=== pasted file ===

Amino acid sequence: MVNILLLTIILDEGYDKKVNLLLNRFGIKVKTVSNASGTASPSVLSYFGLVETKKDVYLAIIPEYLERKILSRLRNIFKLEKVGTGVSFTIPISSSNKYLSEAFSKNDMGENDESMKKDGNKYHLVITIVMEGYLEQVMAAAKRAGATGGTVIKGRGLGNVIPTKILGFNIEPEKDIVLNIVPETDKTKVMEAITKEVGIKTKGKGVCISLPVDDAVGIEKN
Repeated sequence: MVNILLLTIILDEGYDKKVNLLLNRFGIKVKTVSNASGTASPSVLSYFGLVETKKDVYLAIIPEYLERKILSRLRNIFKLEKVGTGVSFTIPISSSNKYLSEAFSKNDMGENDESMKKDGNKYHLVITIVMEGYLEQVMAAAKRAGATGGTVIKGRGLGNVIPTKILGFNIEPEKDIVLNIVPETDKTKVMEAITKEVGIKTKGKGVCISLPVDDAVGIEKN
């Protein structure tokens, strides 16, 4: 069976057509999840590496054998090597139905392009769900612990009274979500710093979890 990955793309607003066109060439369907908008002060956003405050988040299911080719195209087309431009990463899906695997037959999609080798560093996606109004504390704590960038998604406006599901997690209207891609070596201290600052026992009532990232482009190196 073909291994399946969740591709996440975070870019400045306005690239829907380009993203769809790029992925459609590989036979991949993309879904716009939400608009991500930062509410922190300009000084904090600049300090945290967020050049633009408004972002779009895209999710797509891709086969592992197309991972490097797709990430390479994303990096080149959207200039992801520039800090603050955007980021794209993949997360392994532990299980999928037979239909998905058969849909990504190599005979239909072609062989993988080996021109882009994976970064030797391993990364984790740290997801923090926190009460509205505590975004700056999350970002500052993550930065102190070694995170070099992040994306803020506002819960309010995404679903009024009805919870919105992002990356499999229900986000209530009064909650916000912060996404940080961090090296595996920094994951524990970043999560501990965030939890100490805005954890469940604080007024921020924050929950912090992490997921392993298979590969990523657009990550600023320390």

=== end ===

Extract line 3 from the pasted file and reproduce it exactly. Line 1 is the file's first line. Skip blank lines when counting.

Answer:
């Protein structure tokens, strides 16, 4: 069976057509999840590496054998090597139905392009769900612990009274979500710093979890 990955793309607003066109060439369907908008002060956003405050988040299911080719195209087309431009990463899906695997037959999609080798560093996606109004504390704590960038998604406006599901997690209207891609070596201290600052026992009532990232482009190196 073909291994399946969740591709996440975070870019400045306005690239829907380009993203769809790029992925459609590989036979991949993309879904716009939400608009991500930062509410922190300009000084904090600049300090945290967020050049633009408004972002779009895209999710797509891709086969592992197309991972490097797709990430390479994303990096080149959207200039992801520039800090603050955007980021794209993949997360392994532990299980999928037979239909998905058969849909990504190599005979239909072609062989993988080996021109882009994976970064030797391993990364984790740290997801923090926190009460509205505590975004700056999350970002500052993550930065102190070694995170070099992040994306803020506002819960309010995404679903009024009805919870919105992002990356499999229900986000209530009064909650916000912060996404940080961090090296595996920094994951524990970043999560501990965030939890100490805005954890469940604080007024921020924050929950912090992490997921392993298979590969990523657009990550600023320390």